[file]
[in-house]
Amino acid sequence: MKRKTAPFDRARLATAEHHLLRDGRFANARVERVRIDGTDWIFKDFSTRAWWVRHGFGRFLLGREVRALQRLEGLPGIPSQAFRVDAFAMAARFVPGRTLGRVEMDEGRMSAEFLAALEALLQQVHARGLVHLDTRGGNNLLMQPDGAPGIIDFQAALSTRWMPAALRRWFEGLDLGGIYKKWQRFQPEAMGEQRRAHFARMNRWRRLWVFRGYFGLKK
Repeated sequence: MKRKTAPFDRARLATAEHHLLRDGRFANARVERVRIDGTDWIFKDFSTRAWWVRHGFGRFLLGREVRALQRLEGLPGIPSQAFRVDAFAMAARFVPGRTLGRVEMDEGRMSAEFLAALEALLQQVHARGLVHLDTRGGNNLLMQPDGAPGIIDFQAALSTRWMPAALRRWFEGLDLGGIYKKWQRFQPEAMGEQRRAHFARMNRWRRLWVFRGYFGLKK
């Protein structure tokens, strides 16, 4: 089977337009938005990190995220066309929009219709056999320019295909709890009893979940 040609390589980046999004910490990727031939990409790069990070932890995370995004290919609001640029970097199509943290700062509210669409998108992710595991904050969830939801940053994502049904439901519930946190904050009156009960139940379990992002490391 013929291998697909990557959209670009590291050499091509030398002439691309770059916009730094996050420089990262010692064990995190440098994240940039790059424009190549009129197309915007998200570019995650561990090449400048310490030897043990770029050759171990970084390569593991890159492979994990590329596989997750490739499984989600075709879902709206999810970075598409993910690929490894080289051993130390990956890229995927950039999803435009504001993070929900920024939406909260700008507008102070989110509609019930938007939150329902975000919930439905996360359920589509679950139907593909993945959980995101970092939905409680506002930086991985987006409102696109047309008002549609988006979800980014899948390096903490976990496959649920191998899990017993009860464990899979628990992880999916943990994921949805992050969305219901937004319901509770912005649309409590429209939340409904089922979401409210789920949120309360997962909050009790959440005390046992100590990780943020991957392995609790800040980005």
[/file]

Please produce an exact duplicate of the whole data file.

[in-house]
Amino acid sequence: MKRKTAPFDRARLATAEHHLLRDGRFANARVERVRIDGTDWIFKDFSTRAWWVRHGFGRFLLGREVRALQRLEGLPGIPSQAFRVDAFAMAARFVPGRTLGRVEMDEGRMSAEFLAALEALLQQVHARGLVHLDTRGGNNLLMQPDGAPGIIDFQAALSTRWMPAALRRWFEGLDLGGIYKKWQRFQPEAMGEQRRAHFARMNRWRRLWVFRGYFGLKK
Repeated sequence: MKRKTAPFDRARLATAEHHLLRDGRFANARVERVRIDGTDWIFKDFSTRAWWVRHGFGRFLLGREVRALQRLEGLPGIPSQAFRVDAFAMAARFVPGRTLGRVEMDEGRMSAEFLAALEALLQQVHARGLVHLDTRGGNNLLMQPDGAPGIIDFQAALSTRWMPAALRRWFEGLDLGGIYKKWQRFQPEAMGEQRRAHFARMNRWRRLWVFRGYFGLKK
């Protein structure tokens, strides 16, 4: 089977337009938005990190995220066309929009219709056999320019295909709890009893979940 040609390589980046999004910490990727031939990409790069990070932890995370995004290919609001640029970097199509943290700062509210669409998108992710595991904050969830939801940053994502049904439901519930946190904050009156009960139940379990992002490391 013929291998697909990557959209670009590291050499091509030398002439691309770059916009730094996050420089990262010692064990995190440098994240940039790059424009190549009129197309915007998200570019995650561990090449400048310490030897043990770029050759171990970084390569593991890159492979994990590329596989997750490739499984989600075709879902709206999810970075598409993910690929490894080289051993130390990956890229995927950039999803435009504001993070929900920024939406909260700008507008102070989110509609019930938007939150329902975000919930439905996360359920589509679950139907593909993945959980995101970092939905409680506002930086991985987006409102696109047309008002549609988006979800980014899948390096903490976990496959649920191998899990017993009860464990899979628990992880999916943990994921949805992050969305219901937004319901509770912005649309409590429209939340409904089922979401409210789920949120309360997962909050009790959440005390046992100590990780943020991957392995609790800040980005």